How a Company Voluntary Arrangement can save your Company

How a Company Voluntary Arrangement can save your Company

Posted: 11/12/2015 09:31

Hello and welcome back again to Purnells weekly blog on insolvency. This week's topic is how a Company Voluntary Arrangement ("CVA") can save a Company.

 

The first thing to note is that the purpose of a CVA is to propose a 'deal' with the creditors. When that deal is agreed it prevents the creditors taking any further action against the company, whether that be by way of bailiffs or a winding up petition.

 

A CVA can follow one of the two following options or be a hybrid of both (it depends totally on the Company involved and its assets/future work etc):

Monthly Payment CVA

 

This is where a set monthly sum is paid into the CVA for a period of three to five years out of trading profits, to offer a dividend to the creditors.

 

A Lump Sum CVA

 

This is where a lump sum is offered to the creditors in full and final settlement. This can be from the sale of unnecessary machinery or a lump sum offer from the Directors.

 

A CVA Proposal is drawn up by the directors with the help of an insolvency practitioner and is then forwarded to all of the creditors. The law sets out the minimum level of information that must be contained in the CVA proposal but not what the offer to creditors should be. Therefore the offer to creditors can be made up of whatever elements the Directors wish but must be the best offer available. Also it goes without saying that any CVA proposal must offer creditors a better return than a liquidation, otherwise creditors will not approve the CVA because they would be better off in a liquidation.

A Company Voluntary Arrangement could help your company avoid statutory demands, winding up petitions or any other type of creditor collection action. In addition the effect of a CVA is to relieve your company of creditor pressure either by the elimination of much of that debt or by clearing the debt over several years.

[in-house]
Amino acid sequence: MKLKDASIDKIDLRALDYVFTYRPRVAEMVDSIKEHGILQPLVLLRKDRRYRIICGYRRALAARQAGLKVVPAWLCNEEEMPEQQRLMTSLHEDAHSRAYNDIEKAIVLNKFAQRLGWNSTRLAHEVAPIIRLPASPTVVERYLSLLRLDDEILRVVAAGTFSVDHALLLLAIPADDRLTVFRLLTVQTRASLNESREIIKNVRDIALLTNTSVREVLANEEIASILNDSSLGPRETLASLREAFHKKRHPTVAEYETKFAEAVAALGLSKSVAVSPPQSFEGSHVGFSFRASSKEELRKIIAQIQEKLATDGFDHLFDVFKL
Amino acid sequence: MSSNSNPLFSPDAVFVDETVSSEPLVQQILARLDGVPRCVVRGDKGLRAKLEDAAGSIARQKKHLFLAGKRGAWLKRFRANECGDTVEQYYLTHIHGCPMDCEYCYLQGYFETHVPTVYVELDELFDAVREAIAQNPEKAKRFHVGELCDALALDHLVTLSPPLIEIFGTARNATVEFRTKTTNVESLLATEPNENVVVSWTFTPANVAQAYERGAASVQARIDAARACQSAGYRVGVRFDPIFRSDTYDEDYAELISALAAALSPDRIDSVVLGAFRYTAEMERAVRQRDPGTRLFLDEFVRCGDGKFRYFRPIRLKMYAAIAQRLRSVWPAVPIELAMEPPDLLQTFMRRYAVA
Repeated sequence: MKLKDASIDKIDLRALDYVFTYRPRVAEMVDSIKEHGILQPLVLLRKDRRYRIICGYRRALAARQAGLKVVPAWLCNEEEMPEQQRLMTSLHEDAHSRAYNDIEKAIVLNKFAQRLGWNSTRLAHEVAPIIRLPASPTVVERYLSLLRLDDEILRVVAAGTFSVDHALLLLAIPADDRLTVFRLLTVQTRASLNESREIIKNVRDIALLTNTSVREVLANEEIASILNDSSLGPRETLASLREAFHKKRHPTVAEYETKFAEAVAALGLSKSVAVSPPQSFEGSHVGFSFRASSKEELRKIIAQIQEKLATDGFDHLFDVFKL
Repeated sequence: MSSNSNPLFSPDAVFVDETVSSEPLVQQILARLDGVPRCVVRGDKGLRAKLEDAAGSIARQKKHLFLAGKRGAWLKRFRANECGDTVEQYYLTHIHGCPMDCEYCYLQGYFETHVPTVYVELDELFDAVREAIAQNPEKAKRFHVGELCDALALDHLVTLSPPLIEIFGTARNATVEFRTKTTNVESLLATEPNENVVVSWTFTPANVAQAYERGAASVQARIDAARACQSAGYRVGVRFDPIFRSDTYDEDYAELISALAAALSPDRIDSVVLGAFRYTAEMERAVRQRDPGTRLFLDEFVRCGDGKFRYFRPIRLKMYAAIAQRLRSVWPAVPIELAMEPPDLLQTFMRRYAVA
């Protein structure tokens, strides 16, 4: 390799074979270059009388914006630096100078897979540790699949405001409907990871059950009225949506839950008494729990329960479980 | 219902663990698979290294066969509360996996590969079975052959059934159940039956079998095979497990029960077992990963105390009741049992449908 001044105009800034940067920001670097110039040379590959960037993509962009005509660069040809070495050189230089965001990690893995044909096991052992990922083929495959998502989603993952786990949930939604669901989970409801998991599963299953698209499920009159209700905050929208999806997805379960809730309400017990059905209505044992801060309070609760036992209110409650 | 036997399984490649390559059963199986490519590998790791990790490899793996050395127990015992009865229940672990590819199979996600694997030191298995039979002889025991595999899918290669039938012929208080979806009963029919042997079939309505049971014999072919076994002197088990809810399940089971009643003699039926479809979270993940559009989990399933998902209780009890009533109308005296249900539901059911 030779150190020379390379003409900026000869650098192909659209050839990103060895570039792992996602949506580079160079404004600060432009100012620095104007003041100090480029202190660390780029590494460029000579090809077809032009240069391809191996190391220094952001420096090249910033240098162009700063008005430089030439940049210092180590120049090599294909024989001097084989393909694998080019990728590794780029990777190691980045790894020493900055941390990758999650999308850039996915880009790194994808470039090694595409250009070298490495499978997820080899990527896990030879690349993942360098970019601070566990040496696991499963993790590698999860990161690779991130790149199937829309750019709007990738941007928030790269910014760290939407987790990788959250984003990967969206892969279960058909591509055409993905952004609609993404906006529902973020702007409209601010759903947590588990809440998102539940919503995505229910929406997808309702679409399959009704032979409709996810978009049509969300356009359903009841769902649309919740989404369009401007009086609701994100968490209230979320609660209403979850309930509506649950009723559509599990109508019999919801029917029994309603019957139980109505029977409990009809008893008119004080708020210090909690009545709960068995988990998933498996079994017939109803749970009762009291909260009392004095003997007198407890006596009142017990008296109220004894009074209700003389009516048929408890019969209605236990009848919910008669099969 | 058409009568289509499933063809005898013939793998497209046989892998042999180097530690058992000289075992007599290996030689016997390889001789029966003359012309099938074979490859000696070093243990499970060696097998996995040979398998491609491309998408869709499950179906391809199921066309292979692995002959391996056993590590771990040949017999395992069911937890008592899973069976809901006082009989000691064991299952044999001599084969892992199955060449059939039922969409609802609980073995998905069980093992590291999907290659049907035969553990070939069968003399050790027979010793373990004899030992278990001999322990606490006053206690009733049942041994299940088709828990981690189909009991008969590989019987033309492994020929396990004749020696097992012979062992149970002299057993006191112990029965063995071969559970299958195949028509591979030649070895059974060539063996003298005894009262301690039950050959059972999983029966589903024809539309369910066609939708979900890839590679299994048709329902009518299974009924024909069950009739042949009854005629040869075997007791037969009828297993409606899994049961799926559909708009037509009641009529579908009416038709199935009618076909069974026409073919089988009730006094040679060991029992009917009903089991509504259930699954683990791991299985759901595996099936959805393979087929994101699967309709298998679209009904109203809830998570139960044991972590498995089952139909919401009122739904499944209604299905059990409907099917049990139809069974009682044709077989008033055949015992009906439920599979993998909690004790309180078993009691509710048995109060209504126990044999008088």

Should a creditor be pushing for payment and have issued a Winding Up Petition in the courts then a CVA can still be used to save the Company.

Once a Winding Up Petition has been issued, and if there is no ability to adjourn the date to hear the petition (for example the hearing has already been adjourned several times) a moratorium application could be made to the court.

A moratorium has the effect of preventing any legal processes against the Company being proceeded with whilst it is in effect. Even a Winding Up hearing will be adjourned until after the creditors meeting to consider the CVA.

 

At the meeting to consider the CVA proposal, 75% of those voting must vote in favour of the proposal for it to be approved. Once a CVA is approved a creditor cannot pursue their debt outside of the arrangement EVEN if they did not vote or voted against. They are bound by its terms. If a winding up petition was to be heard and there has been an approval of a CVA proposal, the petition will be dismissed at the adjourned hearing.

 

I hope you have found this blog useful and should you wish to discuss CVAs in more detail, please do not hesitate to get in contact. Telephone: 01326 340579, Email: ale@purnells.co.uk

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